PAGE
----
binarize(…) will create a copy, which makes your life a lot easier than it would be if they were modifying the image in place.
A thread is defined as an independent stream of instructions that can be scheduled to run by the operating system. Multi-threading allows multiple threads to exist within the context of a single process. These threads share a process' resources but are able to execute simultaneously and/or independently.
You are responsible for creation of
num_threads threads and their management. See the man pages for
pthread_join(…) for details on their parameters
and how to pass data to your worker function. You can refer to example#1 and example#2
covered in class. Also for more examples of thread management you can refer
This assignment includes a warm-up exercise to help you get ready. This accounts for 10% of your score for HW14. Scoring will be relatively light, but the usual base requirements apply.
Zero an array. Create a function
that sets every element of the given array to zero using
boolXzero array(int✶Xarray,XintXsize,XintXnum threads,Xchar✶✶Xerror)
In a hurry, and don't need the practice? This warm-up is here to help you learn what you need to succeed on the rest of this assignment—not to add additional work. Therefore, we give you an option. Those who feel that they do not need the practice may "opt out". by modifying warmup.c so that it does nothing but print the following message exactly and then exit:
I already know this and do not need to practice.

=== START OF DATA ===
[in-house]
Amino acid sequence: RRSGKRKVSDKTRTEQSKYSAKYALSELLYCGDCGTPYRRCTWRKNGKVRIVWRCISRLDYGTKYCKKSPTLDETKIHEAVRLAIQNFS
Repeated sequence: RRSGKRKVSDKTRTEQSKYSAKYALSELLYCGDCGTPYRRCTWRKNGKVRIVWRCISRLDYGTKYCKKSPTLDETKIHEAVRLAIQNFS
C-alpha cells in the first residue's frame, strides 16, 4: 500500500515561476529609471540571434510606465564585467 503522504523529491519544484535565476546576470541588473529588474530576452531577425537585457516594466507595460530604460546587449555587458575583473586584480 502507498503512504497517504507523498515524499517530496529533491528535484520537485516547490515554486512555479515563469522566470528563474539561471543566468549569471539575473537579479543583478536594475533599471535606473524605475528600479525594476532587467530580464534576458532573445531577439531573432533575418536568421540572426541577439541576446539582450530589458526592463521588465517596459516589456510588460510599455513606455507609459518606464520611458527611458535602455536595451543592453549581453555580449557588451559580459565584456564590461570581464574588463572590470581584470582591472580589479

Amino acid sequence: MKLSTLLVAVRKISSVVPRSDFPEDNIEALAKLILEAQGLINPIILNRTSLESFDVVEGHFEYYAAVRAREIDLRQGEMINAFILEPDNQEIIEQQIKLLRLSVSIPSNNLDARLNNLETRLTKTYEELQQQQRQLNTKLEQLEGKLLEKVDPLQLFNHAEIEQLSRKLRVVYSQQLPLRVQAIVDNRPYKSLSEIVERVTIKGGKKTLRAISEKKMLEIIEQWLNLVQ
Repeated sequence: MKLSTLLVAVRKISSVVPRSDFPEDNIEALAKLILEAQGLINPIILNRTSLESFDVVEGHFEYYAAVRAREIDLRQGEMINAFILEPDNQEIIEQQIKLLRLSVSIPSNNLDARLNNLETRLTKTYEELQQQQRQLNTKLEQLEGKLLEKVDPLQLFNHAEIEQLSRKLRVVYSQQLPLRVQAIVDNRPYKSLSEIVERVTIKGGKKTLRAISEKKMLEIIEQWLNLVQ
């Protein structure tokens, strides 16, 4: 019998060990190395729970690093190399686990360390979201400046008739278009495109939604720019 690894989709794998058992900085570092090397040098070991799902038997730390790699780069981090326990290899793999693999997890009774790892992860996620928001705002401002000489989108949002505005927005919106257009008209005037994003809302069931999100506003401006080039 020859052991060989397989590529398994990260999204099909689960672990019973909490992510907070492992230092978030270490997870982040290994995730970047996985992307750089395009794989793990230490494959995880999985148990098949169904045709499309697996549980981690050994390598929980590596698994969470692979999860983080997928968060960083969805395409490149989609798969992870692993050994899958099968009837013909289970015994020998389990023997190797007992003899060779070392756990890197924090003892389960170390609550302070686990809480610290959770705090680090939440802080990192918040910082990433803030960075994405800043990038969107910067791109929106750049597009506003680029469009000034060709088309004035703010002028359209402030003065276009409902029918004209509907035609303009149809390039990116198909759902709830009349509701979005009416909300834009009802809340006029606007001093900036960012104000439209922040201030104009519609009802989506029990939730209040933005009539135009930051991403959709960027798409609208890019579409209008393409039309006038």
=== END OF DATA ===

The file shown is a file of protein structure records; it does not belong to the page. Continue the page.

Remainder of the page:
If you do that, then your score for HW14 will be based solely on the rest of this assignment. If you leave the warmup.c undone, if you do not turn in a warmup.c, or if the message it prints does not match perfectly, then you will receive 0 for the warmup portion of this assignment (10%).
Use test-driven development to do this assignment incrementally. Follow the same instructions as in HW13.
Run-time error handling
Throughout this assignment (including the warm-ups), all functions
char** error must
handle run-time errors as described in the section titled
Handling run-time errors in HW13.
To get the starter files, enter
264get hw14 in bash.
You will get the header files (bmp.h and mtat.h), a skeleton warmup.c,
and several image files. The image files with "_bw_" in the filename are the
output of the
binarize(…) function, using the
You are strongly encouraged to work with the smallest image (6x6), using only 1, 2, or 3 threads. Keeping things simple and small will make your development and debugging more manageable.
- Your submission must contain each of the following files, as specified:
- Handle run-time errors using the method described in HW13.
BMPImageshould be a 24-bit BMP (v3) image.
BMPImageshould be a 24-bit BMP (v3) with red=blue=green.
- In the output, the intensity value of red, blue, and green must be either 0 (black) or 255 (white).
- Do not use division in calculating the new color intensity. (See Q2.) This is to ensure that results will be predictable and consistent.
- You may assume
num_threads > 0. (There is no upper bound.)
- Your test code may rely on any of the starter files.
- Your test code must work with only the image files that are included in the starter files for HW14.
free_bmp(…)from HW13, as needed.
main(…)must return EXIT_SUCCESS (0).
- If successful, return
trueand do not modify error.
- In case of the following run-time errors, return
*errorto a descriptive error message.
size <= 0
array == NULL
- thread could not be created
size >= 1and